P&G said ad spending in the quarter was the same as last year despite the acquisition of hair-care marketer Clairol. But Chief Financial Officer Clayton Daley noted spending was up in dollars and as a percent of sales for the fiscal year ended June 30.
P&G, the nation's No. 2 advertiser behind General Motors Corp., reported fiscal fourth-quarter earnings ahead of analysts' expectations, with net income of $910 million vs. a loss of $320 million a year ago. Excluding restructuring charges and accounting changes, income rose 22% to $1.09 billion.
Sales were up 6% for the quarter to $10.2 billion but would have been down slightly after factoring out acquisitions and a write-off of more than $200 million due to discontinuation of Olay cosmetics and other products. P&G reiterated projections of sales growth of 4% to 6% in fiscal 2003 and earnings growth in the low double digits.
Among media companies, Univision Communications posted a 22% drop in net income to $22.2 million for the second quarter, even as revenue rose by 36% to $322.8 million, due to higher expenses.
"The bad news is that while advertisers continue to spend more on Spanish-language TV, it's not increasing at the rate we originally anticipated," said Andrew Hobson, Univision's exec VP. Univision had projected a growth rate of 15% to 17.5% for Spanish-language TV this year but now expects 12.5% to 14.5% growth, he added. The leading Spanish broadcaster lowered its full-year revenue forecast to a range of $1.1 billion to $1.14 billion from $1.13 billion to $1.18 billion. In the first trading day after the late Aug. 7 announcement, Univision stock plunged to a low of $16.40 before recovering some ground to close the week at $21.54.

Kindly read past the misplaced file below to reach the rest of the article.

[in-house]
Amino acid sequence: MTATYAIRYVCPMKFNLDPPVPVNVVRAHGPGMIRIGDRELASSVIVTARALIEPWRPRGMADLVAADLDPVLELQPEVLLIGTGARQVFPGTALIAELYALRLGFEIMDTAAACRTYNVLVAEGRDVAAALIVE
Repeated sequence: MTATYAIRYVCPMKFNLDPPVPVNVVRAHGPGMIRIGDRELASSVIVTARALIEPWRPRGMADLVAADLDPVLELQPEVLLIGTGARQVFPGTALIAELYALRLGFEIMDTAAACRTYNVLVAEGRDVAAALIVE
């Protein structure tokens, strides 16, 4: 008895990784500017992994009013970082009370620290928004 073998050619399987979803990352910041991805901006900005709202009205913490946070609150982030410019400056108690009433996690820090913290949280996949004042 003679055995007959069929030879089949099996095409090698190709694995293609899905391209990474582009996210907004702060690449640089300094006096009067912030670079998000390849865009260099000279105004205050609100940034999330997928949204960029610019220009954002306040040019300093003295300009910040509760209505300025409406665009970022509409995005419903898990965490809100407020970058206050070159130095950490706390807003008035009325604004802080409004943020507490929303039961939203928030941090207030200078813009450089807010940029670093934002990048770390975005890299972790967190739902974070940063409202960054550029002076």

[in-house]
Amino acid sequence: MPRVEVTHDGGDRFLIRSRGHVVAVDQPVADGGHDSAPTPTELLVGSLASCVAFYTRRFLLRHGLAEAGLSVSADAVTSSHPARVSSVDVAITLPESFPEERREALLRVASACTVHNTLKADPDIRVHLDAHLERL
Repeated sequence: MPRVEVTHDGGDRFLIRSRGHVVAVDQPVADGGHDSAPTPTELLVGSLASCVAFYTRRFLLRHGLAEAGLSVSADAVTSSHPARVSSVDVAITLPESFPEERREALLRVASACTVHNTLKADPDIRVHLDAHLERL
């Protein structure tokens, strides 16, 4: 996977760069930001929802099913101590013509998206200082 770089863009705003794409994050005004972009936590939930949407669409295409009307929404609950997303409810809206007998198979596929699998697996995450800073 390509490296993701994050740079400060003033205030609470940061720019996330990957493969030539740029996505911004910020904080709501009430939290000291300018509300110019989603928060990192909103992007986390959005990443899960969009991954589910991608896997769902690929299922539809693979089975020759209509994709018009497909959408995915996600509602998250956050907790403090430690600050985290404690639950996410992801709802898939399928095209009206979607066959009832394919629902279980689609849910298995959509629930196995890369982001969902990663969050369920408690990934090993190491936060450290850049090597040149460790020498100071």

Univision's pending acquisition, Hispanic Broadcasting Corp., announced second-quarter net income rose to $10.4 million from $10.2 million a year ago, with revenue up 4.1% to $68.6 million. Univision announced plans in June to acquire HBC, the largest U.S. Hispanic radio network. McHenry T. Tichenor Jr., HBC's president-CEO, forecast third-quarter revenue growth in the 6% to 8% range.
Playboy Enterprises cut its net loss by more than half, to $3.1 million for the second quarter from $8 million in 2001, thanks to improved results in its TV and licensing operations and reduced losses at Playboy Online. Revenue dropped 1.8% to $70.6 million.
Publishing revenue dropped 17.2% to $27 million, with higher subscription sales at flagship Playboy not making up for drops in newsstand and advertising sales. The magazine's revenue for the quarter was down 10%, and management forecasts third-quarter advertising pages will drop 17%.
Chief Financial Officer Linda Havard said the company expects trends in publishing will improve in the fourth quarter, although they will remain weak overall.
contributing: jack neff, laurel wentz
Reporting this week:
Aug. 13: Interpublic Group of Cos., Sirius Satellite Radio
Aug. 14: News Corp., Fox Entertainment Group, Vivendi Universal